US startup has invented an innovative way of engaging with fans and capturing data from live events.
With around one billion people attending live events every year and marketing being one of the strongest tools to share information, now more than ever, it’s vital to track fan data. A study by UK Music found that the music industry in the UK received a huge boost of around 12 percent as the number of people going to festivals and concerts increased to more than 30 million this year. Festivals like Glastonbury for example, are popular every year and see a steady rise in attendees, but this is by far not the only live event receiving rave reviews. It’s a similar story in the US, where a record 32 million people reportedly flocked to live events last year. But the one thing missing, is the opportunity to track fans and their experience – until now.
Tech startup Hurdl Inc. have come up with a device that allows engagement with fans in real-time as well as capture, process, and interpret millions of data points on audiences. The ‘Pixl’ LED wearable device can be distributed at the entrance to any live event and users need to activate it using a mobile phone messaging service like SMS. The device turns each fan into a unique light and allows event organisers to improve experiences by adopting Hurdl’s low-cost LED wearables. As well as registering their details, customised questions can also be sent to each attendee to their phone throughout the experience. Organisers then have the option to interact with the devices by illuminating them according to their answers.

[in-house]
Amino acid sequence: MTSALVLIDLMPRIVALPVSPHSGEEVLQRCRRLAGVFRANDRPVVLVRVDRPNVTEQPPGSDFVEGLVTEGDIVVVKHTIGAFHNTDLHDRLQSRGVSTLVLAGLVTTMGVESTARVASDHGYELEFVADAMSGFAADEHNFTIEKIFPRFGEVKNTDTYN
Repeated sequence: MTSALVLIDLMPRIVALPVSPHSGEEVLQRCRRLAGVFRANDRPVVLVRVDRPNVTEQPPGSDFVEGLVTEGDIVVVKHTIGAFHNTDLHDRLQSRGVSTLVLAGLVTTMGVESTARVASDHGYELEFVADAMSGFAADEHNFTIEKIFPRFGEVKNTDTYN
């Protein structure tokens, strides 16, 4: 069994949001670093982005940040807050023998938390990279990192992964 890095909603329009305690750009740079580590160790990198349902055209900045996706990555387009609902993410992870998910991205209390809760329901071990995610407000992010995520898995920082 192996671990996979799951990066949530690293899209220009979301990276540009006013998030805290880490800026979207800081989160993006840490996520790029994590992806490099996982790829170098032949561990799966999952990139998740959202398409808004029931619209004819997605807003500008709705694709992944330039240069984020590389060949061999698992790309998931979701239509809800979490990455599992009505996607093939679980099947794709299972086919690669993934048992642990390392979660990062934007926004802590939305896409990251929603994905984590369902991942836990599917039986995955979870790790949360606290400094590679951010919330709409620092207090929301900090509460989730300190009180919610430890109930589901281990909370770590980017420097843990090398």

After the event has taken place, fans are able to obtain downloads, prizes and other customised offerings in return for wearing the Pixl. This is a important move for events, as the data is also analysed by Hurdl and finding out the demographic of fans, driving post event downloads and online traffic as well as driving fans to merchandise and additional purchases are all great benefits of the Pixl as organisers can continue to interact with attendees.
Technology is one of the fastest growing industries and the entertainment world goes hand in hand. This innovation could be a stark move for the music industry and could even crossover into other live events, including sport, comedy and shows held at concert venues across the world.
In Ireland recently, app Firstage took advantage of the artists choosing to release their music online by allowing those who download their app, to listen to new musicians using AI. Similarly to Hurdl, it proves how fast the music industry and live entertainment is growing amongst consumers and also, how important it is to keep the technology moving up too. Could this be the boost the music industry has been craving since the death of the CD?